SEATTLE – There were no cases of aspiration with enteric feeds of 60 children aged up to 2 years on high flow nasal cannula (HFNC) for bronchiolitis at the University of Oklahoma Children’s Hospital, Oklahoma City, according to research presented at the 2019 Pediatric Hospital Medicine Conference.
HFNC has become common for bronchiolitis management; it often saves infants from intubation. However, many providers opt for total parenteral nutrition during therapy instead of enteral feeding because of concerns about aspiration pneumonia.
Pediatricians at the children’s hospital began to wonder if the concern was really necessary. There have been reports of safe feeding during HFNC, and “clinical care literature has shown that feeding the gut throughout illness improves outcomes,” said lead investigator, Sarah Walter, MD, a third-year pediatrics resident at the hospital.
So her team took a leap of faith. They consulted the HFNC literature, asked their fellow providers what they would be comfortable with, and instituted a pediatric HFNC enteral feeding protocol at the children’s hospital for use on inpatient floors, pediatric ICUs, and elsewhere.
Feedings – formula or breast milk – are triggered by stable respiratoryover 8 hours, meaning that respiratory rates, breath sounds, and accessory muscle use were stable or improving. Children on a flow of 6 L/min or less, with a respiratory rate below 60 breaths per minute, are started on oral feeds, and those on higher flows on nasogastric (NG) tube feeds.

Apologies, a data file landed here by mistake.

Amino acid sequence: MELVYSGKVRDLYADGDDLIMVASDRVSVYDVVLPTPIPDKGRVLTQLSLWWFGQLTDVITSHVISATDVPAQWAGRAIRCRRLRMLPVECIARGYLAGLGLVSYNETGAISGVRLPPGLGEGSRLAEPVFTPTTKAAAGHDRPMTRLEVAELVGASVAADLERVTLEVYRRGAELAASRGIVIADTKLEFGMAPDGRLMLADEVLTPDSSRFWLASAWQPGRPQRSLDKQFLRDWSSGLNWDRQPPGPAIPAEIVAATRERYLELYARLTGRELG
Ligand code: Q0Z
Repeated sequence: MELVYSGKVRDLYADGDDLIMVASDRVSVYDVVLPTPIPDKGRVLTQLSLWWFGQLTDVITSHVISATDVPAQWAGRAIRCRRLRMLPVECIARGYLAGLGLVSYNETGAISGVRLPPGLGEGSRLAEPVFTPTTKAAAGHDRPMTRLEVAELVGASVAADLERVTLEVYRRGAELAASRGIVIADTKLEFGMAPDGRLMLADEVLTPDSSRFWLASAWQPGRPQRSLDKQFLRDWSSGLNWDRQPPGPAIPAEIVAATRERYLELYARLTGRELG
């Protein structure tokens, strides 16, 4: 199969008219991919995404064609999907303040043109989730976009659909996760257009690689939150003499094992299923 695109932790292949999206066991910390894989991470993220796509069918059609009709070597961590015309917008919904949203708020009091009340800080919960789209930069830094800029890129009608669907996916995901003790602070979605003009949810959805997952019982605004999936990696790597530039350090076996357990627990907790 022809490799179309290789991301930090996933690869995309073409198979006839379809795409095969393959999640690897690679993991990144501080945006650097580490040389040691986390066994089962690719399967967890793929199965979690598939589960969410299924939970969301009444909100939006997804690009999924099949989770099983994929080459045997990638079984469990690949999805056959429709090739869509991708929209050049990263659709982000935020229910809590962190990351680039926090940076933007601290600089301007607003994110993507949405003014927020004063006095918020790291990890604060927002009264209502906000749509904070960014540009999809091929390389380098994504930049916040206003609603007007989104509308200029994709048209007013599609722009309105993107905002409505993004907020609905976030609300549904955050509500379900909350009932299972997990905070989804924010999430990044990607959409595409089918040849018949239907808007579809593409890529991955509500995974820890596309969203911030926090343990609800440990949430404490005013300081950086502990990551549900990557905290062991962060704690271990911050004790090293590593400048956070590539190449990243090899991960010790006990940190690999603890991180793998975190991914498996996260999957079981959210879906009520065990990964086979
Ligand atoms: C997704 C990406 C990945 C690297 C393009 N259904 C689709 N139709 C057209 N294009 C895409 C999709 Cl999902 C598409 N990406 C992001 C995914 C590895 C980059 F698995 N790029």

Feeds are started at 1 mL/kg per hour and advanced by the same amount every 3 hours until volume goals are reached; IV fluids are tapered accordingly. It’s a standing order, so nurses are able to initiate and advance feeding as indicated, any time of day.
Feeding was temporarily suspended in only 17 children: 6 for emesis, 6 for worsening respiratory scores, and the rest for dislodged NG tubes, procedures, or other issues. Enteric feeds were restarted with two stable scores below 7 points, at half the rate at which they were stopped.
NG tubes were used in over half of the 478 nursing shifts during which the 60 children – the majority aged 4-24 months – were fed; oral feeds in more than a third; and gastric tubes and other options in the rest. IV nutrition was used during just 1.8% of the shifts.
Enteric feeds were given up to a flow rate of 3.5 L/kg. There were no aspirations, even when children vomited. “We have seen good results so far that feeding is safe in these children,” Dr. Walters said.
“Our hospitalist team has been very receptive; they have been using the order set pretty continuously.” Parents also feel better when they know their children were “getting food in their belly,” even if by NG tube. “It’s important for family satisfaction,” she said.
The next step is to assess impact on length of stay, and education efforts to encourage broader use of the order set.
There was no external funding, and Dr. Walter had no disclosures. The meeting was sponsored by the Society of Hospital Medicine, the American Academy of Pediatrics, and the Academic Pediatric Association.